How to show no attachment to what a coach shares?Dec 23, 2020
Why is this important?
To show competence in Core Competency 7.11. This blog post is the second in a series where we explore how to show competence in C.C. 7.11, regarding how a coach can share thoughts, feelings, opinions, observations, etc. See also an earlier blog post to examine whether a coach can share the coach’s thinking, opinions, and observations. In later posts, we examine the potential component and how coaches can share and help clients create new learning.
What the coach sees may well differ from what the client sees. Expressing non-attachment honors the client’s ‘wholeness’. There are several ways to show non-attachment to what a coach is sharing, depending on the context of the conversation, the language spoken, and cultural aspects. When applying for an ICF credentialing, my advice is to make it easy for an assessor to establish that you are not attached to what you are sharing.
The 2020 ICF Core Competency 7.11 provides that a coach shares without being attached to it. However, this provision does not include a definition or an explanation of the meaning of attachment. So how can a coach share freely and at the same time show no attachment to what the coach is sharing?
The simple answer is...the sky is the limit. The longer answer is that many human communication elements influence non-attachment, and coaches can show non-attachment in several forms. Some are:
- Specific expressions: A coach can explicitly tell the client that the coach is not attached to what the coach is sharing. For instance, a coach may say, ‘[this] is what is coming up for me. You may think differently though, and that’s fine for me’, or “by all means, you may disagree with me, and I am totally OK with that”, or “you may think differently, and that’s fine, I am only offering my observation for you to make whatever you what with it.”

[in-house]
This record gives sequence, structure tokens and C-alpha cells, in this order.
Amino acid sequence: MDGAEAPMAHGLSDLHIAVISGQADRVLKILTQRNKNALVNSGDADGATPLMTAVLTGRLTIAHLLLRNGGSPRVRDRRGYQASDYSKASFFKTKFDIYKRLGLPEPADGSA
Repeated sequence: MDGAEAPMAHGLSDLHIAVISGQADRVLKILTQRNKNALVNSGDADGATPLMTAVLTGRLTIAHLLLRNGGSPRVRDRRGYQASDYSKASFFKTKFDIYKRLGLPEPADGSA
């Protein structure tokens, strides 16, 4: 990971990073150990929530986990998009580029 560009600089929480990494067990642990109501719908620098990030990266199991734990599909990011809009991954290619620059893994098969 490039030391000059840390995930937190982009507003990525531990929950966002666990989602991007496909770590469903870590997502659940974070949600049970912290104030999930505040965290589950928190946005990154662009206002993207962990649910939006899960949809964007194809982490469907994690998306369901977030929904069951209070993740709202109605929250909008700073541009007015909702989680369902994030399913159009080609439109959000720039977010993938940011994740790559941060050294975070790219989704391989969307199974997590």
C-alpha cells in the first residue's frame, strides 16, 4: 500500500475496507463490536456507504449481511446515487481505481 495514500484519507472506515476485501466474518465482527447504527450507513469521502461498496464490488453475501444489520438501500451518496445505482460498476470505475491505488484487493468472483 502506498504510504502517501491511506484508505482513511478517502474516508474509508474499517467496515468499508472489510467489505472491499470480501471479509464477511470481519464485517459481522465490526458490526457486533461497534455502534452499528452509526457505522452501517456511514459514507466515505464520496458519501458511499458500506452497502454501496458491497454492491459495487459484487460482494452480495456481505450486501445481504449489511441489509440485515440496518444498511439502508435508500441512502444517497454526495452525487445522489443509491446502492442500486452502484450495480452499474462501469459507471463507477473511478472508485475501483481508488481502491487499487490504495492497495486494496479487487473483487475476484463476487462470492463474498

- The tone of voice: this is probably the most fascinating, as there can be unlimited nuisances that - on a personal level - I am fascinated to discover. At the same time, this is a challenging form of showing non-attachment as it requires an assessor to source into a nuanced understanding of the tone of voice. If the assessor does not speak the language spoken and relies mainly on the transcript, the challenge is higher!
- Using silence: In some contexts and cultures, coaches can use silence to show non-attachment. In my opinion, this is both an artful form of communication and coaching and a challenging way to show non-attachment, for the same reasons presented above for the voice tone.
Language, cultures, and context play a significant role in how the factors just listed unfold.
There is no right or wrong here, and my opinion is that it is crucial to apply common sense when choosing how to show competence in sharing with no attachment—especially when applying for a credential that expects assessors to establish the presence of competence.
Whatever the preferred way ends up being, the bottom line is that the coach clarifies that what the coach is sharing does not hold it as being ‘the truth’ for the client. Instead, the coach offers it to the client and allows the client to accept, refuse, or ‘negotiate freely’, and the coach is okay with whatever the client chooses.
How about applying for credentialing?
Thus, in a credentialing application, it is crucial, in my opinion, to make it easy for an ICF assessor to collect evidence of non-attachment. While there is no prescribed form to show this competence, my recommendation is to make it straightforward for the assessor. My favorite way is to use specific expressions articulated clearly and succinctly so that an assessor can readily determine that the applicant coach is competent in this competency area and that the non-attachment component is there.
Are there differences among ACC, PCC, and MCC to consider?
No! This requirement is the same across all credentialing levels, and coaches should equally show competence in expressing non-attachment, whether they apply for an ACC, PCC, or MCC credential.
Having established that a coach can share observations, feelings, thoughts, insights, etc. (see earlier post) and that a coach needs to show no attachment to what the coach is sharing, what additional requirements are there to demonstrate competence in this coaching behavior altogether? What else ICF Core Competency 7.11 requires for a coach to share in a coaching conversation competently? We explore these questions in the next blog post.
Reference Material: 2019 ICF Core Competencies
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